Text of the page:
I am working on a paper in the field of AI. I've developed a new technology that allows many state of the art benchmarks to be improved on. I want to make sure that when I publish the paper, anyone/company that wants to use the technology can do so free of charge with no strings attached. My fear is that someone will patent the work soon after I publish the paper and prevent this from happening. Should I patent the technology myself before publishing? Is there a better solution?
You need not patent your invention. The requirements of a patent are that it is new, useful and non-obvious. To another person your published work is considered prior art. If someone else tried to patent your work the patent office would reject it as anticipated.
Of course this assumes the patent office finds your work. The inventor could fail to disclose it and the patent office could fail to find it in search. In such a case you can typically submit your work to the relavent patent offices to have the patent/patent application invalidated/rejected.
In countries I'm familiar with, there is the concept of prior art, and scientific publications are a common form of it. Basically, if you make this information public it would invalidate any patent filed based on it* after time of publication. If someone were to obtain such a patent, it can then be challenged by any competitor. So you should just make your results available, and as clearly described as possible. An arXiv posting may be a good idea to establish priority.
However, the public nature of arXiv isn't necessarily required. At least in the US "circulation at a relevant scientific conference" has been considered prior art in the past. It's less clear to me if a poster would provide sufficient evidence of prior art. You may want to consult a patent lawyer (your university likely has one) about that.
*It and (mostly) only it, that is. If someone were to make a significant invention on top of your results, that can still be patentable. But at that point it's no longer your invention.
I want to make sure that when I publish the paper, anyone/company that wants to use the technology can do so free of charge with no strings attached.
Why not put the code up on a public repository such as GitHub with the appropriate license? This will immediately void the need to patent it yourself, and significantly reduce the risk of someone successfully patenting it.
Regarding the actual patenting concerns, the other answers are good, but I'd like to add that if you do find out that someone has patented your work (such as was the case in this question), you are not alone, assuming that you work with a university. Your work is (partially) owned by the academic institution you developed it under, and they do not take kindly to their proprietary rights being infringed upon (to put it mildly). If you are legitimately concerned about your work being patented (or already encounter it as a patent somewhere), let your university handle it. They have lawyers that specialize in this, and they will make absolutely sure that the violators will have an unpleasant time.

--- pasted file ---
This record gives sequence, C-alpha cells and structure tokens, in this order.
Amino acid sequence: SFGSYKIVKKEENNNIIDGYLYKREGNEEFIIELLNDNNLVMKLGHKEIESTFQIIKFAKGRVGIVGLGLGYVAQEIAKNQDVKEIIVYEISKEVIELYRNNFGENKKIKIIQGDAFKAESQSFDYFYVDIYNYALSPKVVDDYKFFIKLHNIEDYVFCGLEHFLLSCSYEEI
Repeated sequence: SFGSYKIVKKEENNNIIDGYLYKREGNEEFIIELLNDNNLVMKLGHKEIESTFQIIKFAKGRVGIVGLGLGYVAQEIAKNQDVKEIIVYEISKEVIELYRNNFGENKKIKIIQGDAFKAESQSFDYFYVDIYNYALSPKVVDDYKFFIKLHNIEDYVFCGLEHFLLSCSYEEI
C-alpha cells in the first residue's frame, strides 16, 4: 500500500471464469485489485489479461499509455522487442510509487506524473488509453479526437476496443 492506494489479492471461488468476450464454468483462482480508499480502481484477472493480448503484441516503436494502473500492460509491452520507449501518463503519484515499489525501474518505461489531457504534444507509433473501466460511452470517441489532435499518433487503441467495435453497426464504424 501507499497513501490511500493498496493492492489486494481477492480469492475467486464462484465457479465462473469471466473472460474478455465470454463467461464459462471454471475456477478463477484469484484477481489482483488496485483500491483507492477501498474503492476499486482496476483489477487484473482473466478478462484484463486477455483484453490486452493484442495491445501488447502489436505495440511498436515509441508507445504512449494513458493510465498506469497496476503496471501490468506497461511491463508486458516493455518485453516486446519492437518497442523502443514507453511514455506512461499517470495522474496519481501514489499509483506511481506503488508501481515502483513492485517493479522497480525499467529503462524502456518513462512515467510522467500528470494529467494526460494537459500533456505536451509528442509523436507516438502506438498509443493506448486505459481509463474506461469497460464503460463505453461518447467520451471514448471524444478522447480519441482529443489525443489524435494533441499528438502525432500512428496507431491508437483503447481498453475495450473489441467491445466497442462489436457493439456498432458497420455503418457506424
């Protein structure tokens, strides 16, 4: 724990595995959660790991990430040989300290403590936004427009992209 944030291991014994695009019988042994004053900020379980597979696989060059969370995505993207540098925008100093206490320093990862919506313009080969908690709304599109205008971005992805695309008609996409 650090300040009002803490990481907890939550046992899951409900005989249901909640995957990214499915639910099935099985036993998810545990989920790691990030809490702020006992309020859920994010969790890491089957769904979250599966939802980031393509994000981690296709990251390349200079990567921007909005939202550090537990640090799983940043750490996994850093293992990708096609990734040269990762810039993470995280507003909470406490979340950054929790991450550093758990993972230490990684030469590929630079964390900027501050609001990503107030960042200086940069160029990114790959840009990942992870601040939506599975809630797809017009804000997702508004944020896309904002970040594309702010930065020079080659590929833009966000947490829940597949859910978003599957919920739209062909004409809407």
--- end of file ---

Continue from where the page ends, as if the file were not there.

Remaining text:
Should I patent the technology myself before publishing?
If you do, then you'll need to involve your university (assuming that your work is part of a thesis/you are a faculty member). They will be very reluctant to have you make any part of the work publicly available for the same exact reasons I wrote above - they wouldn't want anyone claiming there is prior art, even if it's yours! Thus, patenting the work will do the exact opposite of what you intend to achieve.
File an application yourself. Preferably both US and EU ("WO"). This is the best method. Unless you genuinely think you've got lightning in a bottle, you're better off weedling your company or school (IP dept) into funding and writing it. In all likelihood, you benefit more from the CV bullet and the plaque than from the commercial invention.
Publish it. In a good, well read journal.
Note: Method 1 is preferable. Method 2, or even just your poster, just "gives you an excuse to sue". But likely won't stop someone else from getting awarded a patent. (A lot of people have the wrong ideas about patents...the true test of patent commercial import comes during litigation.) Method 1 is much more pre-emptive.